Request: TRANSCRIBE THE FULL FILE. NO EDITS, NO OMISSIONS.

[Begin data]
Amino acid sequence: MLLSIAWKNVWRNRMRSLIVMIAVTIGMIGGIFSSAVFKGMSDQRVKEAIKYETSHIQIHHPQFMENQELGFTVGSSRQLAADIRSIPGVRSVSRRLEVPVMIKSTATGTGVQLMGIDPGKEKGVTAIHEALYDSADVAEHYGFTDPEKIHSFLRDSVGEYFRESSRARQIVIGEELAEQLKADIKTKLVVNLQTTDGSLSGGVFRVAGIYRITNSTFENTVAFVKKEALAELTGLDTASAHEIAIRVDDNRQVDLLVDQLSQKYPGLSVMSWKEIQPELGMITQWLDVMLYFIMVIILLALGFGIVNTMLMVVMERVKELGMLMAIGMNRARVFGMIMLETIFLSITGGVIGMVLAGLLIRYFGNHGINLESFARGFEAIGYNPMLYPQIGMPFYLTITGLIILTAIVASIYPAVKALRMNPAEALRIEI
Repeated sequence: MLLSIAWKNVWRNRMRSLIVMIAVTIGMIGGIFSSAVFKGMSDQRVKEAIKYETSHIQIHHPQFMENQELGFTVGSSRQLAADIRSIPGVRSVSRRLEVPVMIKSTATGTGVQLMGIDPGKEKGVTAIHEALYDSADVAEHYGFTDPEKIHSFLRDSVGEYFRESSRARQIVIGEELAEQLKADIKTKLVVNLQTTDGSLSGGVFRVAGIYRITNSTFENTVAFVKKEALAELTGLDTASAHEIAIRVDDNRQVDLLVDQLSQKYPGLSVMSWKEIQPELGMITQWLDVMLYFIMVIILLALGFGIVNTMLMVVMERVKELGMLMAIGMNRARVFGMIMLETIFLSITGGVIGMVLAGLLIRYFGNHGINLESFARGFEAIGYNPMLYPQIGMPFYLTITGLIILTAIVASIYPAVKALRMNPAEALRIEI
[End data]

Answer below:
Amino acid sequence: MLLSIAWKNVWRNRMRSLIVMIAVTIGMIGGIFSSAVFKGMSDQRVKEAIKYETSHIQIHHPQFMENQELGFTVGSSRQLAADIRSIPGVRSVSRRLEVPVMIKSTATGTGVQLMGIDPGKEKGVTAIHEALYDSADVAEHYGFTDPEKIHSFLRDSVGEYFRESSRARQIVIGEELAEQLKADIKTKLVVNLQTTDGSLSGGVFRVAGIYRITNSTFENTVAFVKKEALAELTGLDTASAHEIAIRVDDNRQVDLLVDQLSQKYPGLSVMSWKEIQPELGMITQWLDVMLYFIMVIILLALGFGIVNTMLMVVMERVKELGMLMAIGMNRARVFGMIMLETIFLSITGGVIGMVLAGLLIRYFGNHGINLESFARGFEAIGYNPMLYPQIGMPFYLTITGLIILTAIVASIYPAVKALRMNPAEALRIEI
Repeated sequence: MLLSIAWKNVWRNRMRSLIVMIAVTIGMIGGIFSSAVFKGMSDQRVKEAIKYETSHIQIHHPQFMENQELGFTVGSSRQLAADIRSIPGVRSVSRRLEVPVMIKSTATGTGVQLMGIDPGKEKGVTAIHEALYDSADVAEHYGFTDPEKIHSFLRDSVGEYFRESSRARQIVIGEELAEQLKADIKTKLVVNLQTTDGSLSGGVFRVAGIYRITNSTFENTVAFVKKEALAELTGLDTASAHEIAIRVDDNRQVDLLVDQLSQKYPGLSVMSWKEIQPELGMITQWLDVMLYFIMVIILLALGFGIVNTMLMVVMERVKELGMLMAIGMNRARVFGMIMLETIFLSITGGVIGMVLAGLLIRYFGNHGINLESFARGFEAIGYNPMLYPQIGMPFYLTITGLIILTAIVASIYPAVKALRMNPAEALRIEI